The medical care ratio, or MCR, may be the most important metric that health insurers report for investors to track. (It's also sometimes called the health benefits ratio.) The MCR tells investors, in percentage terms, how much of the premiums the insurer collects are being used to pay for members' healthcare. Generally, a lower MCR is better than a higher one, but there are some caveats. Insurers such as UnitedHealth and Anthem make most of their money in the employer-based health insurance market, and that market tends to have a lower MCR because members are generally healthier than Medicare or Medicaid participants. Meanwhile, Medicaid insurers, including Centene, tend to report a higher MCR because members in that market tend to require more healthcare. Generally, an MCR between 80% and 85% is desirable for employer-focused health insurers, while a sub-90% MCR is OK for a Medicaid insurer. 

If MCR changes dramatically, it's important to understand why. Management will usually address the cause for changes in its MCR in its quarterly earnings conference call or in its quarterly or annual filings with the Securities and Exchange Commission. MCR changes are often temporary, so investors shouldn't necessarily extrapolate one quarter into the future. Instead, it's better to evaluate the trend in MCR over time.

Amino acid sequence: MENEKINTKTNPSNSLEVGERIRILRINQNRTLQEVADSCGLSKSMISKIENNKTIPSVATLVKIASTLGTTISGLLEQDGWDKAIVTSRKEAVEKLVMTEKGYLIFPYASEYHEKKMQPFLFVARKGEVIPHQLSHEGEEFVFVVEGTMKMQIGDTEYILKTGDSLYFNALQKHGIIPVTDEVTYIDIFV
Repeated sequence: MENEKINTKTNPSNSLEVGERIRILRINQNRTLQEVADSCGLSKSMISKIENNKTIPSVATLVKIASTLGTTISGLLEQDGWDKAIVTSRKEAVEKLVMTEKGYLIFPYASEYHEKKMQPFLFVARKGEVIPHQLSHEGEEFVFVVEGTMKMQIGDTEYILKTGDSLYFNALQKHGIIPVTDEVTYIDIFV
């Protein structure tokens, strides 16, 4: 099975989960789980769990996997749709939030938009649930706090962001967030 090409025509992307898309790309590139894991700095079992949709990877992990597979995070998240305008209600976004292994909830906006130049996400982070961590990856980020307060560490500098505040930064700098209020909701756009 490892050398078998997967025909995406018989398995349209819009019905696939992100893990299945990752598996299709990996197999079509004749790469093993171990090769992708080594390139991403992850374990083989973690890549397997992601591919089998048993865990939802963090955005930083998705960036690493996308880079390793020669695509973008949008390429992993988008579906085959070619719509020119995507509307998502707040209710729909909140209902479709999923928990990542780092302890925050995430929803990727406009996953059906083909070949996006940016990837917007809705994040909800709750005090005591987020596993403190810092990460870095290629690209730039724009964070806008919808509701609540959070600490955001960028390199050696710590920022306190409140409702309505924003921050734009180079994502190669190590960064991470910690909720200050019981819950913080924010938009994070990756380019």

Investors should also pay attention to operating margin. Insurers spend a significant amount on member healthcare and selling, general, and administrative expenses. As a result, operating margin is typically in the mid-single-digit percentages for insurers serving the employer-sponsored insurance market and the low-single-digit percentages for Medicaid insurers. Medicare insurers, including Humana, usually produce operating margins that fall between those of commercial and Medicaid insurers.

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How top health insurers compare

The health insurance industry faces political risk associated with healthcare reform that could be more problematic for smaller players than for larger ones. Also, health insurance companies that are less diversified in membership could be more negatively affected by legislation that imperils their negotiating power with healthcare providers and drug developers. For these reasons, it's helpful to understand how exposed the top health insurance companies are to political risk.

UnitedHealth and Anthem got 24% and 39%, respectively, of their revenue from employer and individual health insurance markets in 2018. Government health insurance solutions contributed 52% of UnitedHealth's revenue and 61% of Anthem's revenue in the period. UnitedHealth's Optum health services business, including its pharmacy benefit manager and data analytics solution, accounted for about 19% of revenue in 2018. Anthem is in the process of launching its own pharmacy benefit manager, so it could generate more revenue from services beginning in 2020.